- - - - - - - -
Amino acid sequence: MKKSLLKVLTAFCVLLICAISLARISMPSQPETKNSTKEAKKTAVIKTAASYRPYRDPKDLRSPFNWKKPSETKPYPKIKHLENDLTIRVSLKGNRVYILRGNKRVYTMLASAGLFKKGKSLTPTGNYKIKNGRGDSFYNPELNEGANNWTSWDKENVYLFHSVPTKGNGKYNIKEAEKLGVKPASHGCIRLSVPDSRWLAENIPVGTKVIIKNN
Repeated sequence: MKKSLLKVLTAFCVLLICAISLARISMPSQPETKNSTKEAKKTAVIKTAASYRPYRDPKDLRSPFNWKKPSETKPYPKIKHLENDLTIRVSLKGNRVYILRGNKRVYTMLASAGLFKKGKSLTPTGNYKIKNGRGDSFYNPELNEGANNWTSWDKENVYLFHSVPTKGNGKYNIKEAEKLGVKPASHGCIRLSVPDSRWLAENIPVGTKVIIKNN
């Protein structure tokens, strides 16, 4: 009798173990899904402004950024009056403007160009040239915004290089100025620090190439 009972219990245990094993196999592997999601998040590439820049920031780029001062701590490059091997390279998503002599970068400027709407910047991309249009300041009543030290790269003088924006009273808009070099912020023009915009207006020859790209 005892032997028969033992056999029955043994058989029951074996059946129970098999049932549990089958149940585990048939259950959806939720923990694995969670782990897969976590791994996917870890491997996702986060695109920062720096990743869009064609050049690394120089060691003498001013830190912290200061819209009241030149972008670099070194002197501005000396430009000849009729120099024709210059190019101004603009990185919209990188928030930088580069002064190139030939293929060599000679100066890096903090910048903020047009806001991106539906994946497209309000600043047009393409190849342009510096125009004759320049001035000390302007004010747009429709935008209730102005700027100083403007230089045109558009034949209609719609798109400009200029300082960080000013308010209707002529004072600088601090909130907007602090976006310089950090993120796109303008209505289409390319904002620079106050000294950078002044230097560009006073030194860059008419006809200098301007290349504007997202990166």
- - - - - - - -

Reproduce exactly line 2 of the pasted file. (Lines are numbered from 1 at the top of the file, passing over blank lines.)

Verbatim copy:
Repeated sequence: MKKSLLKVLTAFCVLLICAISLARISMPSQPETKNSTKEAKKTAVIKTAASYRPYRDPKDLRSPFNWKKPSETKPYPKIKHLENDLTIRVSLKGNRVYILRGNKRVYTMLASAGLFKKGKSLTPTGNYKIKNGRGDSFYNPELNEGANNWTSWDKENVYLFHSVPTKGNGKYNIKEAEKLGVKPASHGCIRLSVPDSRWLAENIPVGTKVIIKNN